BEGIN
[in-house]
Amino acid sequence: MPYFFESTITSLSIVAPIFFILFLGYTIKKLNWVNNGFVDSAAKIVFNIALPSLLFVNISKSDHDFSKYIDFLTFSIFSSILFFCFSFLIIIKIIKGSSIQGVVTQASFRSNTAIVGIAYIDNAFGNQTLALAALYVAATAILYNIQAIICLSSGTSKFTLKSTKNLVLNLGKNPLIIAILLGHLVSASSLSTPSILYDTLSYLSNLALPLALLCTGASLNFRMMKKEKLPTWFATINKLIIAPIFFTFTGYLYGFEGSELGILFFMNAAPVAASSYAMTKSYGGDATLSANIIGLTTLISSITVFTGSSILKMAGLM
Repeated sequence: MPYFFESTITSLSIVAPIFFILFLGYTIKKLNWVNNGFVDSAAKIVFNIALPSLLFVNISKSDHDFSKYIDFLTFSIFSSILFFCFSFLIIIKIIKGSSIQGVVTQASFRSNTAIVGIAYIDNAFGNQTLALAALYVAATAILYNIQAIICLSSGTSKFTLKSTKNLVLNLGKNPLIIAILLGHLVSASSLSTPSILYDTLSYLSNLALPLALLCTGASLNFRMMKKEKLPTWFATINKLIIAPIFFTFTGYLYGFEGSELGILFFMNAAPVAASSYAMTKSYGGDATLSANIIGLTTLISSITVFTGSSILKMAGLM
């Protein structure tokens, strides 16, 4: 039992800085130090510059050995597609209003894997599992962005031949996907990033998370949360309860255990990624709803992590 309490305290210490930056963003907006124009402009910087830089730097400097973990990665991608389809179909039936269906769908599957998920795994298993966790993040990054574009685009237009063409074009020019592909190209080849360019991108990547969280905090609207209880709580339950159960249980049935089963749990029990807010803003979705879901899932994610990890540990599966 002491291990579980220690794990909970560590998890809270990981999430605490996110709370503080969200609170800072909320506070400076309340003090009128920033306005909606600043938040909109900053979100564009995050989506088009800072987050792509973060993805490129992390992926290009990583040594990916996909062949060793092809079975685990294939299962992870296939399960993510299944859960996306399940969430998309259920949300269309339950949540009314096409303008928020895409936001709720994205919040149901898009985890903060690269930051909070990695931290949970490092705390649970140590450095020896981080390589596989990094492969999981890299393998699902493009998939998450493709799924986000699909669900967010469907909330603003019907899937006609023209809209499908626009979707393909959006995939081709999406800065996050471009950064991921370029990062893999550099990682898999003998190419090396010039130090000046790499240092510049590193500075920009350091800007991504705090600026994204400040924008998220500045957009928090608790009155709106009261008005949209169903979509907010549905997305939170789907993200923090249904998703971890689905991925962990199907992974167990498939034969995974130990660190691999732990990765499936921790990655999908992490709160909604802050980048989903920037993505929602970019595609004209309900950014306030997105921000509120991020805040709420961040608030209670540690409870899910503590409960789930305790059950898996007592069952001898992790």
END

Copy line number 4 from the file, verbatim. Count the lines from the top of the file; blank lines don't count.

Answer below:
């Protein structure tokens, strides 16, 4: 039992800085130090510059050995597609209003894997599992962005031949996907990033998370949360309860255990990624709803992590 309490305290210490930056963003907006124009402009910087830089730097400097973990990665991608389809179909039936269906769908599957998920795994298993966790993040990054574009685009237009063409074009020019592909190209080849360019991108990547969280905090609207209880709580339950159960249980049935089963749990029990807010803003979705879901899932994610990890540990599966 002491291990579980220690794990909970560590998890809270990981999430605490996110709370503080969200609170800072909320506070400076309340003090009128920033306005909606600043938040909109900053979100564009995050989506088009800072987050792509973060993805490129992390992926290009990583040594990916996909062949060793092809079975685990294939299962992870296939399960993510299944859960996306399940969430998309259920949300269309339950949540009314096409303008928020895409936001709720994205919040149901898009985890903060690269930051909070990695931290949970490092705390649970140590450095020896981080390589596989990094492969999981890299393998699902493009998939998450493709799924986000699909669900967010469907909330603003019907899937006609023209809209499908626009979707393909959006995939081709999406800065996050471009950064991921370029990062893999550099990682898999003998190419090396010039130090000046790499240092510049590193500075920009350091800007991504705090600026994204400040924008998220500045957009928090608790009155709106009261008005949209169903979509907010549905997305939170789907993200923090249904998703971890689905991925962990199907992974167990498939034969995974130990660190691999732990990765499936921790990655999908992490709160909604802050980048989903920037993505929602970019595609004209309900950014306030997105921000509120991020805040709420961040608030209670540690409870899910503590409960789930305790059950898996007592069952001898992790």